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article imageOp-Ed: Apple removes Hong Kong map app from its store after criticism

By Ken Hanly     Oct 10, 2019 in Technology
Apple has removed its HKmap live from its App Store. The app is a crowdsourced mapping app used often by Hong Kong residents. The app is used to mark the locations of police as well as street closures during recent protest in Hong Kong.
Apple's policy has flip-flopped
Earlier in October Apple had rejected the HKmap app from its store but then reversed their decision a few days later, however it has now reverted back to rejection. In rejecting the app, Apple issued a statement: "We created the App Store to be a safe and trusted place to discover apps. We have learned that an app,, has been used in ways that endanger law enforcement and residents in Hong Kong. Many concerned customers in Hong Kong have contacted us about this app and we immediately began investigating it. The app displays police locations and we have verified with the Hong Kong Cybersecurity and Technology Crime Bureau that the app has been used to target and ambush police, threaten public safety, and criminals have used it to victimize residents in areas where they know there is no law enforcement. This app violates our guidelines and local laws, and we have removed it from the App Store."
The developers of the app claimed that there was no evidence that the app had been used to target and ambush police. The developers noted that the app never promotes or encourages criminal activity but simply aggregates information from user and public sources.
State media criticizes Apple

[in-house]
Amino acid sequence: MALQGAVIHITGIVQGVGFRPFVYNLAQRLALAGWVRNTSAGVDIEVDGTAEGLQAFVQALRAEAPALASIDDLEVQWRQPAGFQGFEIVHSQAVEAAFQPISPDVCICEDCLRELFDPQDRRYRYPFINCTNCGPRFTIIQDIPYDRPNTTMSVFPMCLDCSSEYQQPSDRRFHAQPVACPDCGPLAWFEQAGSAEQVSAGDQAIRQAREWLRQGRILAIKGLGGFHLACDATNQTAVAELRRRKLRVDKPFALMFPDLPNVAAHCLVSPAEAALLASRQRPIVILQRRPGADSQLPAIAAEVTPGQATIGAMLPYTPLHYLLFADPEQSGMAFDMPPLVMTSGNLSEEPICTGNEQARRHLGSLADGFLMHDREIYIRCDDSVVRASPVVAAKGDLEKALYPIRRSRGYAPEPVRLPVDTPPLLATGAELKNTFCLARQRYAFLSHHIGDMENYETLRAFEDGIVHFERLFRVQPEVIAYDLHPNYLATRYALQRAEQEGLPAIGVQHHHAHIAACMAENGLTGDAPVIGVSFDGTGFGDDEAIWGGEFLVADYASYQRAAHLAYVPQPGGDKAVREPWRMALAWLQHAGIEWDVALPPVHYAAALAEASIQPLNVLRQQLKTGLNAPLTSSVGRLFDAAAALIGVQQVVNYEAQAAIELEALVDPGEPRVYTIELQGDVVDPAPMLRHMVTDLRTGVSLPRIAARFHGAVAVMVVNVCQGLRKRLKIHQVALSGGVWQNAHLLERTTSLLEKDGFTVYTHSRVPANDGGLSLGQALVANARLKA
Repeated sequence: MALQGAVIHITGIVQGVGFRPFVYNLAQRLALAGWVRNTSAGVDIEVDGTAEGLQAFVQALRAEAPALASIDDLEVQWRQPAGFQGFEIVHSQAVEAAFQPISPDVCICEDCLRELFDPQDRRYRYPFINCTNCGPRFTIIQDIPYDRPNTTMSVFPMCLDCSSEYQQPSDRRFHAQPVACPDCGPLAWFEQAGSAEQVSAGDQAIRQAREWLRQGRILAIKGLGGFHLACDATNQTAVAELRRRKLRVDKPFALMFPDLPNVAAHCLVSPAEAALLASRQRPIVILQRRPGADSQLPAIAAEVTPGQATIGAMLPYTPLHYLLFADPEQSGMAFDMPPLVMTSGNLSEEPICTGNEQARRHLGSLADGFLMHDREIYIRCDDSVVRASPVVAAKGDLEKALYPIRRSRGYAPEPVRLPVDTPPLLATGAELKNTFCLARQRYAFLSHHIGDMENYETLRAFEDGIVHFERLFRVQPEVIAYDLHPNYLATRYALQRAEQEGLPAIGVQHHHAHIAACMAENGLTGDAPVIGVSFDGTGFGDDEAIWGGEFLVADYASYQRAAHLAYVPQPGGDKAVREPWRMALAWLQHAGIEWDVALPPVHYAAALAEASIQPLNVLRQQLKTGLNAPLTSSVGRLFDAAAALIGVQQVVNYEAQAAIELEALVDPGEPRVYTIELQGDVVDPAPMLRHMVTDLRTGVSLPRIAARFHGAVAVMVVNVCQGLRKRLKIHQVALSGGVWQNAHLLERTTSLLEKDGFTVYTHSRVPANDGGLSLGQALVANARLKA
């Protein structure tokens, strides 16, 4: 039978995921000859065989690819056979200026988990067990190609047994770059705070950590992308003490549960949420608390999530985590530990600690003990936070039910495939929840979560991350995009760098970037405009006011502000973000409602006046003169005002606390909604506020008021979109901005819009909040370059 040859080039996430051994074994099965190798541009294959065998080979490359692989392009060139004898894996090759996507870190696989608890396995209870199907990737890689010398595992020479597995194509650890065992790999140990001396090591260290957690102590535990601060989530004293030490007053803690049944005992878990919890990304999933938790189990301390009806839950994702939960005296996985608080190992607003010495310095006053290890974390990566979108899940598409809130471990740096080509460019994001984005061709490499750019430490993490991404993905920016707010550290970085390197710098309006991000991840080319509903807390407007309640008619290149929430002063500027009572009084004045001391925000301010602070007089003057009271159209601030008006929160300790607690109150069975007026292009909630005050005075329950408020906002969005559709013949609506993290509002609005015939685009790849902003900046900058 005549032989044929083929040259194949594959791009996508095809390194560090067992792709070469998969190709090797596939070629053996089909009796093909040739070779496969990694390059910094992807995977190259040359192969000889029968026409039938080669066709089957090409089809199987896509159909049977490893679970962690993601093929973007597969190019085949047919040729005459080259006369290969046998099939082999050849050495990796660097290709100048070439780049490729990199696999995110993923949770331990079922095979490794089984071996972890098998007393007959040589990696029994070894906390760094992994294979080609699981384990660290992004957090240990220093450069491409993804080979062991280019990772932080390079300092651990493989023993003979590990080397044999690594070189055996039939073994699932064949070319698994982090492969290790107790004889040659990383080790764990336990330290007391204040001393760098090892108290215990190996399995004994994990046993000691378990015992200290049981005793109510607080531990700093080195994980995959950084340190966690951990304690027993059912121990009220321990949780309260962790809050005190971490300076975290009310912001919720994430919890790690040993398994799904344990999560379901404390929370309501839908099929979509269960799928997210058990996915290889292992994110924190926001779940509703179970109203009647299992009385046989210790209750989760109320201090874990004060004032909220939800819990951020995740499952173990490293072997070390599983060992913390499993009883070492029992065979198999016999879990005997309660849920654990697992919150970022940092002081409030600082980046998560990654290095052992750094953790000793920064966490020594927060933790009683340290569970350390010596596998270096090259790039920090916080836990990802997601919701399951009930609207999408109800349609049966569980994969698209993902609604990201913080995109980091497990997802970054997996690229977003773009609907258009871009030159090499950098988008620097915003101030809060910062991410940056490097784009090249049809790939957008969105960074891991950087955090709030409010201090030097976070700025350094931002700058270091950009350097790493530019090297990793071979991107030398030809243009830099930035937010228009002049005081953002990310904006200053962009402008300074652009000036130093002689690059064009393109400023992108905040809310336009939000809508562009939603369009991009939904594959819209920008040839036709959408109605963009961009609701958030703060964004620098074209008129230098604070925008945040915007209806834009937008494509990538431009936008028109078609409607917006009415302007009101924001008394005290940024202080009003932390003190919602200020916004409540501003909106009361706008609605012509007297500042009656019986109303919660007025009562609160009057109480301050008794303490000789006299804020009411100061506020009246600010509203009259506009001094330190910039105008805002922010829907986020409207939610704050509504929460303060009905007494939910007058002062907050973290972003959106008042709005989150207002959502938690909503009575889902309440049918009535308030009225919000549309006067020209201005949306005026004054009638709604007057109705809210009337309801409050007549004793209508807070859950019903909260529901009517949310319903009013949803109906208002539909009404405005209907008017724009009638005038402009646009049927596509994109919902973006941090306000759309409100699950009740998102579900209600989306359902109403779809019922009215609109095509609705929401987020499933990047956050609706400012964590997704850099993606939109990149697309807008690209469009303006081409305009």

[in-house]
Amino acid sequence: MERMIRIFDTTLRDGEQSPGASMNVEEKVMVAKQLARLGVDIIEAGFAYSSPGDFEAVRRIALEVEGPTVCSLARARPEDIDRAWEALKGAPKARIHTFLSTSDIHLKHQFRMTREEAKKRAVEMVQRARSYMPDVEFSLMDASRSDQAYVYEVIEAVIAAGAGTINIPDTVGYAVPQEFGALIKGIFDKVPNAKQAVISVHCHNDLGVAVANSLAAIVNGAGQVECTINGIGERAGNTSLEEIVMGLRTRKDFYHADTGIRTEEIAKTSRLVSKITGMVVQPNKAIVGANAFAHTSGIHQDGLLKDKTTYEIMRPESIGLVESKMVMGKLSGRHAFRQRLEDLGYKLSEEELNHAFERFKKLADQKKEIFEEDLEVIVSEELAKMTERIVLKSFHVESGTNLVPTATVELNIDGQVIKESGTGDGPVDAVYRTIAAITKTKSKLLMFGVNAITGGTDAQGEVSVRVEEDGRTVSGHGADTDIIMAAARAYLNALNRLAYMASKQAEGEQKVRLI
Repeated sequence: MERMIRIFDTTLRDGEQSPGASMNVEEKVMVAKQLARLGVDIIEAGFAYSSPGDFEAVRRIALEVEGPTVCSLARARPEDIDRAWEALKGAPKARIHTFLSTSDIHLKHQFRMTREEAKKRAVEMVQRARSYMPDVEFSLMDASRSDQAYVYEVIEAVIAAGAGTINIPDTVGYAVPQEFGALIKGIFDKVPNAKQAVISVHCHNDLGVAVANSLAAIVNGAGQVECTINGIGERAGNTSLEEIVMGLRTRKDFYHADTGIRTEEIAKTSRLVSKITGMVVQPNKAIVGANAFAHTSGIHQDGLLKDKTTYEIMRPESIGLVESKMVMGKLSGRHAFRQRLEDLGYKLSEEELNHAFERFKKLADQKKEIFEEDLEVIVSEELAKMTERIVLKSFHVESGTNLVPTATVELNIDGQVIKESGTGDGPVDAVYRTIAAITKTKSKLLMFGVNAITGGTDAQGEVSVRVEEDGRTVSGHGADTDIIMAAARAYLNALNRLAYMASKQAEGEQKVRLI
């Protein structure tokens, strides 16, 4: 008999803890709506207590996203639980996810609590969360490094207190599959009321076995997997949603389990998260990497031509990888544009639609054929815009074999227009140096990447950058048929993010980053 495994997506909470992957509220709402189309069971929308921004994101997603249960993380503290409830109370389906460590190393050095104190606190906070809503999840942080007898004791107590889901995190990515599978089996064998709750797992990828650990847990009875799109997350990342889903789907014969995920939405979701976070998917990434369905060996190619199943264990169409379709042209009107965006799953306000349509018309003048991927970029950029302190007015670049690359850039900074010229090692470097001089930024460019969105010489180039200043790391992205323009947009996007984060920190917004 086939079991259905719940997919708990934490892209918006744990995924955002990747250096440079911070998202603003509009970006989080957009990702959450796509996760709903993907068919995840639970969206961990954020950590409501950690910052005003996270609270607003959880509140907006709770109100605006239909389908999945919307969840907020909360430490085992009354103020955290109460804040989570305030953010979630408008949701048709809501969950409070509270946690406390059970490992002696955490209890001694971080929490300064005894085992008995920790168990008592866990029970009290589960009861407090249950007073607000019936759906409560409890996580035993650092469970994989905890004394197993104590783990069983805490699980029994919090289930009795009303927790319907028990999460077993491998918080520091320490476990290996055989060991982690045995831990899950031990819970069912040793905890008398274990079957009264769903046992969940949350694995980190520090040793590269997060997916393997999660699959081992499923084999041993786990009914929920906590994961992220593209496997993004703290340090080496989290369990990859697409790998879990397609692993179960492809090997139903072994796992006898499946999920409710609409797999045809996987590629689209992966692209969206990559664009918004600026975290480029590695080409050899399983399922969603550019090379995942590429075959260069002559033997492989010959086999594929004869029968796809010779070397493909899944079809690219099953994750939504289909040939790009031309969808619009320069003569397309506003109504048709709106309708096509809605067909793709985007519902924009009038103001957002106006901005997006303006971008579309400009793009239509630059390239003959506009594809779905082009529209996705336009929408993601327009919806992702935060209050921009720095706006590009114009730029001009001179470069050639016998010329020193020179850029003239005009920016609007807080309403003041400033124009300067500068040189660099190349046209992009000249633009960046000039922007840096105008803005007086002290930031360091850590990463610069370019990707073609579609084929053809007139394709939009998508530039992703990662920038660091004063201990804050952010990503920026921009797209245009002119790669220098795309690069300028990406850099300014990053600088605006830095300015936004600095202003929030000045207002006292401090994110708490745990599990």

Bo Lanping in the People's Daily writes: "Apple recently allowed a map app to be available on its App Store. This mobile app claims to provide transportation information for the convenience of the public, but is actually used to identify the whereabouts of the police, allowing the rioters in Hong Kong to go on violent acts. The developers of the map app had ill intentions by providing a “navigation service” for the rioters. Apple’s approval for the app obviously helps rioters. What was its true intention?"
Apple is not consistent in its policy
Apple has not indicated which local laws the HKmap app may violate. Also, the HKmap version is still accessible on the iPhone. Other apps such as Waze that also allows tracking of police checkpoints is still available in the App Store elsewhere.
However, the Google app Waze has raised concerns also outside of China as a recent article notes: "The New York Police Department has sent a letter to Google demanding that it remove drunk-driving checkpoints from its Waze navigation app, as Streetsblog NYC and CBS New York reported earlier today. In the letter, the NYPD writes that “the posting of such information for public consumption is irresponsible since it only serves to aid impaired and intoxicated drivers to evade checkpoints and encourage reckless driving.”"
Authoritarian governments often try to crack down on social media when they face protests as is evident recently in Iraq and also happens in Egypt. China itself bans several social media platforms. It is hardly surprising that China should put pressure on Apple to remove the HKmap. Unfortunately the ban will also keep people from avoiding blocked streets which is surely a useful function with no adverse security aspects. While there is little doubt that protesters find such apps as HKmap useful in protests to ban them is a clear violation of free speech except for those who use the apps to break the law. They should be charged. However, that is too difficult a task for many authorities apparently who would rather just ban the apps.
Not just authorities themselves but social media such as Facebook also may be controlling social media by what is in effect a form of censorship under the guise of deleting fake accounts or accounts that violate community standards.
This opinion article was written by an independent writer. The opinions and views expressed herein are those of the author and are not necessarily intended to reflect those of
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